Monday, 19 September 2011

Now what?

For the last ten weeks, the university department where I teach has been heaving with 550 students and 20-odd teachers. We’ve been hammering listening skills, reading skills, note-taking skills and presentation skills, and assessing and marking like mad. The teachers’ room was a hot stew of people, chatter, banter, moaning, papers, overflowing tables, overflowing bins, overheated machinery, scattered stationery, scattered coffee mugs and slewed piles of photocopies and books. On Friday a Saudi lady, the tempestuous Muminah, who has long been convinced that her teachers were in league to bring about her downfall, received her report and threw a fit, and a book, and assorted odds and ends, because she had not been awarded the grades she wanted, but merely those she had actually earned. Now it’s all over. I went in this morning, unlocked the door and sat at my usual computer in cold and silence.

In the building there were two other teachers and four students, whose writing test I invigilated. After marking the scripts, we decided it was pointless for three of us to watch four students do a reading test. I therefore selflessly volunteered to go home, and here I am. I have no more lessons until Monday the 26th, and the way things are at the moment, only 54 hours between now and Christmas. I seem to be the only regular teacher there who has an inner conviction that things will pick up pretty soon. Everyone else is looking for work in other places.

Where does my inner conviction stem from? I suppose it’s really no conviction at all - merely a disinclination to apply to language schools or F.E. colleges that pay £18.00 an hour when I have been used to more than twice that amount for the last four years. F.E. colleges, under the yoke of Ofsted, further burden you with absurd amounts of paperwork, the message of which is, we do not trust you to teach without an overseer. I cannot muster a shred of enthusiasm for interviews in such places, or the acting ability necessary to pretend I want to teach in one. There is a very nasty rumour going round that our department will be taken over by a study chain, one of those educational Tesco Metros that so many university English Language centres have been forced to sell out to. I looked at their website. Predictably, it has photos of teachers with smiles like floodlights, teaching mostly oriental students who are revelling in the beams, soaking up learning in paroxysms of delight. As indeed they do! The teaching is dynamic, of course, the learning experience first class, the centre naturally dedicated to excellence, with a wide range of courses: that our copy-writer’s style is free of cliché is no idle boast! This is more wish-list than prospectus. The teachers will be netting around a tenner an hour for delivering their caring, smiling, dynamic, first-class learning experiences, so I wouldn’t place too much faith in that advertising copy if I were you. For that kind of money you are unlikely to find people with the qualifications and experience required to deliver on all those promises.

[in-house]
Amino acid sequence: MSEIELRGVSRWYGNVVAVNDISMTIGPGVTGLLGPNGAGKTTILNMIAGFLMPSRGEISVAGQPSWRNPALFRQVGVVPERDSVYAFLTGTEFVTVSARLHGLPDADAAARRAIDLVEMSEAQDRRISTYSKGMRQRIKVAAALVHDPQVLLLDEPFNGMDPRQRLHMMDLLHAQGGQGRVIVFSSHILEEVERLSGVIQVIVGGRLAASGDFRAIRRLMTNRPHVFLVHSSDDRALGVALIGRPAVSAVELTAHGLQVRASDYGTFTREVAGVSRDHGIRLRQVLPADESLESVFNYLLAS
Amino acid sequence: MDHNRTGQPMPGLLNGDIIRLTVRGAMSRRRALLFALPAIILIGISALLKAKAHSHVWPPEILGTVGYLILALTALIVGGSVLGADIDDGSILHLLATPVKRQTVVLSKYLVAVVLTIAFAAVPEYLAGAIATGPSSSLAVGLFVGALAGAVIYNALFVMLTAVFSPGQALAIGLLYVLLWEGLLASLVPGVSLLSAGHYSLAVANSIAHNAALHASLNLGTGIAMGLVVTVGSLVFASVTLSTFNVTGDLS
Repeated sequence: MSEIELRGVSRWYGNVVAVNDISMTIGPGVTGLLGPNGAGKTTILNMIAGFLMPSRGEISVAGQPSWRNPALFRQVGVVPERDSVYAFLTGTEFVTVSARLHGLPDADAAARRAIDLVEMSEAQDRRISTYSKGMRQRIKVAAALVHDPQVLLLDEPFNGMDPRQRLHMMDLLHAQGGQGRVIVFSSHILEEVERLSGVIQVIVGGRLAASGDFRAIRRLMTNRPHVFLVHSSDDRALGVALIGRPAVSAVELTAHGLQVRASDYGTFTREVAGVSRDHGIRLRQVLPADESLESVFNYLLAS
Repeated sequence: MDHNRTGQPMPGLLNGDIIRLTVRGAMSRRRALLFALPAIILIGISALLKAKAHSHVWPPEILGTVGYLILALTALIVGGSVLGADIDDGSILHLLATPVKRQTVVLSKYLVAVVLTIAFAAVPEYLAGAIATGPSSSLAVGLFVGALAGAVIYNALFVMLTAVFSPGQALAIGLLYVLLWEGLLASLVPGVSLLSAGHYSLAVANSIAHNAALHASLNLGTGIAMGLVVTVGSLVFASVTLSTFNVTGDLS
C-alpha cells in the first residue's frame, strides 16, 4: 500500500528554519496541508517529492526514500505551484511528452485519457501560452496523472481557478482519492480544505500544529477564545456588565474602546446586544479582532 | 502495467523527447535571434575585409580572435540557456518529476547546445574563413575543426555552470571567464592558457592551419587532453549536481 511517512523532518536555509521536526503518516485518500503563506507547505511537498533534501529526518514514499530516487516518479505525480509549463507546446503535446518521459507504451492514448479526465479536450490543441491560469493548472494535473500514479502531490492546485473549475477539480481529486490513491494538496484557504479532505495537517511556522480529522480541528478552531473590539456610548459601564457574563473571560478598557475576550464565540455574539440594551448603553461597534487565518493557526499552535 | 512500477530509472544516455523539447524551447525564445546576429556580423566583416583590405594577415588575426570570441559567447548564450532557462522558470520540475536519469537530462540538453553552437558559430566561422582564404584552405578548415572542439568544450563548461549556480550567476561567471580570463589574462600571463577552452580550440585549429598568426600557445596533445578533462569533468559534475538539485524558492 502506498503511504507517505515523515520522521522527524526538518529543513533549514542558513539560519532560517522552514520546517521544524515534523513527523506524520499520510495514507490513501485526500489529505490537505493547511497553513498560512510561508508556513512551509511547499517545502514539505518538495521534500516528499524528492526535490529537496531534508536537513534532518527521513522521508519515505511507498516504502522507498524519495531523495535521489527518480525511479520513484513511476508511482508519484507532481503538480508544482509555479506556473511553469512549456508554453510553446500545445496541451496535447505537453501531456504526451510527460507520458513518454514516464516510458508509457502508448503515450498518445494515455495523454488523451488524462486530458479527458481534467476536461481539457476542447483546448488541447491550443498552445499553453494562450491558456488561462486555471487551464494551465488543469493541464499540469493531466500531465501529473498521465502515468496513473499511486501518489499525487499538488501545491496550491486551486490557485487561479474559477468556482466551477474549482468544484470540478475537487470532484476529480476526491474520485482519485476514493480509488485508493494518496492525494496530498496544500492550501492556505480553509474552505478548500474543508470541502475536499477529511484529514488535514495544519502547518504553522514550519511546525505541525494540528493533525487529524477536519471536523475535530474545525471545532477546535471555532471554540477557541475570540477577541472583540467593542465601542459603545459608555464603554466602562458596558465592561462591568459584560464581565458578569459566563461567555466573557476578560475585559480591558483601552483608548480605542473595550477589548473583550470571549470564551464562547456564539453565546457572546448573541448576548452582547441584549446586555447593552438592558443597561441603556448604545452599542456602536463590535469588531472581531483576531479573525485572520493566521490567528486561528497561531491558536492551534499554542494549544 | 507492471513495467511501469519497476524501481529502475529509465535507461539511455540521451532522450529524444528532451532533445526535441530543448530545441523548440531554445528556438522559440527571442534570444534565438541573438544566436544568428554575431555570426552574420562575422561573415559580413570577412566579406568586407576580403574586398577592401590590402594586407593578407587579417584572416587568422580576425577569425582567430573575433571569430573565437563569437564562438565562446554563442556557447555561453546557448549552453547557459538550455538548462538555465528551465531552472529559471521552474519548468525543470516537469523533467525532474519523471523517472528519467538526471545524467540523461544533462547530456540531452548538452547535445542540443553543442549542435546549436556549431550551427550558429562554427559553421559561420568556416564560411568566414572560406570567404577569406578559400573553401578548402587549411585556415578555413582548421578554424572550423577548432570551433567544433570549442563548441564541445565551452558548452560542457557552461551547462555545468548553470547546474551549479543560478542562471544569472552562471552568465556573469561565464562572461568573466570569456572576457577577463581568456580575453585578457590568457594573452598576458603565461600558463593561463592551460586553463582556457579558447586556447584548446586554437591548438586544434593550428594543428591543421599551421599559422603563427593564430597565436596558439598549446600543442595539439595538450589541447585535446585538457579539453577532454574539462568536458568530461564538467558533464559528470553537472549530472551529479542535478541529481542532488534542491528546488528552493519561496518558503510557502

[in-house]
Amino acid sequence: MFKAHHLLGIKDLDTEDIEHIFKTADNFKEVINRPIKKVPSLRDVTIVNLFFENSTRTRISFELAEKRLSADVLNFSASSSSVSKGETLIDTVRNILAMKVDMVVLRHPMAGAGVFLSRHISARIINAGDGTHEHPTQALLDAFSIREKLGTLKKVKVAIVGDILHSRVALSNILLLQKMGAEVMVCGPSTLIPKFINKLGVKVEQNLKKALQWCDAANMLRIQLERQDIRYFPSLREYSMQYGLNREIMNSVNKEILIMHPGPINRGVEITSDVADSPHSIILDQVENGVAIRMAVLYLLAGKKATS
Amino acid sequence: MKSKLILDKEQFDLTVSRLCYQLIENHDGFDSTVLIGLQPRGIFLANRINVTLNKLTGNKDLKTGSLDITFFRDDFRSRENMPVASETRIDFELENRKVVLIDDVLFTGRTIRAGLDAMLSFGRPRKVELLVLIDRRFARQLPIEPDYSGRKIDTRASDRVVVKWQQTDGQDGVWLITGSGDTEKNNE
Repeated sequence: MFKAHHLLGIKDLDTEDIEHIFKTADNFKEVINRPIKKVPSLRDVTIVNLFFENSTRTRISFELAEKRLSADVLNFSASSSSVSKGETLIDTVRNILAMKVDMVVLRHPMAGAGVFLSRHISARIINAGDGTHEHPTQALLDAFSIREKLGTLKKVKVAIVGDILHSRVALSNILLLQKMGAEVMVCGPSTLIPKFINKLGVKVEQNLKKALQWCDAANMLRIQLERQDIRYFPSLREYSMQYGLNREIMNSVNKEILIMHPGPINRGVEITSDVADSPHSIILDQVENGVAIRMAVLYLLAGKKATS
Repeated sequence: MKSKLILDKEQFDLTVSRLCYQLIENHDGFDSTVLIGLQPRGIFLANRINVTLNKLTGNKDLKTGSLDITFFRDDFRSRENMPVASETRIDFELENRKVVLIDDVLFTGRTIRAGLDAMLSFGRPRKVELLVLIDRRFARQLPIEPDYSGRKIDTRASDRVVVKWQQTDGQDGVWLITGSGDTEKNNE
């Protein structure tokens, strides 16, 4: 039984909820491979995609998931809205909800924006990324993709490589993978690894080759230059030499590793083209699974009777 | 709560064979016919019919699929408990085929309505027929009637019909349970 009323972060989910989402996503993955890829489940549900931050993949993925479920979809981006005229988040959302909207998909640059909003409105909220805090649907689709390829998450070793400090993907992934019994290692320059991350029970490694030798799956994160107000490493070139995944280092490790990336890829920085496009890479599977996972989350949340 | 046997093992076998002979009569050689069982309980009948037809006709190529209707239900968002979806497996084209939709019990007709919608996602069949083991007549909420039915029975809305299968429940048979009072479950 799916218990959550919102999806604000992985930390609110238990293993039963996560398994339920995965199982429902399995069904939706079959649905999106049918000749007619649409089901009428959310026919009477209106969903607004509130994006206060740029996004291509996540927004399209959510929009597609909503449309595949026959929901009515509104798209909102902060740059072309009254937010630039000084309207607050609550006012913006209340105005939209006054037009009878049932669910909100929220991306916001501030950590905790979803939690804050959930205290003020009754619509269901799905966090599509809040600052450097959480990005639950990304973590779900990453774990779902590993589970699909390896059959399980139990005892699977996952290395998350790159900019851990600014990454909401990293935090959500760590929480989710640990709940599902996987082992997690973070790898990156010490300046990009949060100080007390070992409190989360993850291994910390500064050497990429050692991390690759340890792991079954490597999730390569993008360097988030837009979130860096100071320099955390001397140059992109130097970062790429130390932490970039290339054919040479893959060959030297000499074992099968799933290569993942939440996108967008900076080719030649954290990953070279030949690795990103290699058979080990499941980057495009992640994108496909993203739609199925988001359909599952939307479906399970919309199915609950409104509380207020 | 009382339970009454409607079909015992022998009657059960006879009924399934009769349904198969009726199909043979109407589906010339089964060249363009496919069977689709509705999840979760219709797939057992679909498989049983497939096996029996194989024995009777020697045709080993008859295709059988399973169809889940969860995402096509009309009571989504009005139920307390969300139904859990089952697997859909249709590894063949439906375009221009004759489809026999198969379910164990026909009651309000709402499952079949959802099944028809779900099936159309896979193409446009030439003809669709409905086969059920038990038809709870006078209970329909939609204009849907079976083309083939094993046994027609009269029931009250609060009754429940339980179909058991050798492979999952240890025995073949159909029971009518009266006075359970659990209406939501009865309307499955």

If this happens, I shall not stay around to have my hourly rate slashed and admin load doubled, so I am probably going to be available. I can teach students and train teachers. I’m not interested in administrational positions, I have scant patience with management speak, little time for meetings and a short way with time wasters. Snap me up…

Here is Gillian Rose on meetings:

'... I found myself in a routinely tedious faculty meeting, in which, as usual, I carried no presence whatsoever. As drivers insist that the blaring radio aids their concentration on the road, so I always found that a volume open on my lap enabled me to pay the small amount of attention needed to navigate these shallows. When asked with withering detection by the impassive secretary whether the book I was blatantly perusing was good, I nonchalantly replied, 'I only read good books.' I responded similarly to her policing my failure to send a note of apology for a meeting that I actually managed to miss, 'But I'm not sorry.'

Rose, G., 1995. Love's Work. Chatto & Windus

That's the way to do it, but make sure you are indispensable before you take this tone.


Fionnchú said...

I understand, and I hope more work comes your way soon, at least work you want to do. I know how hard it is to muster enthusiasm for these gigs.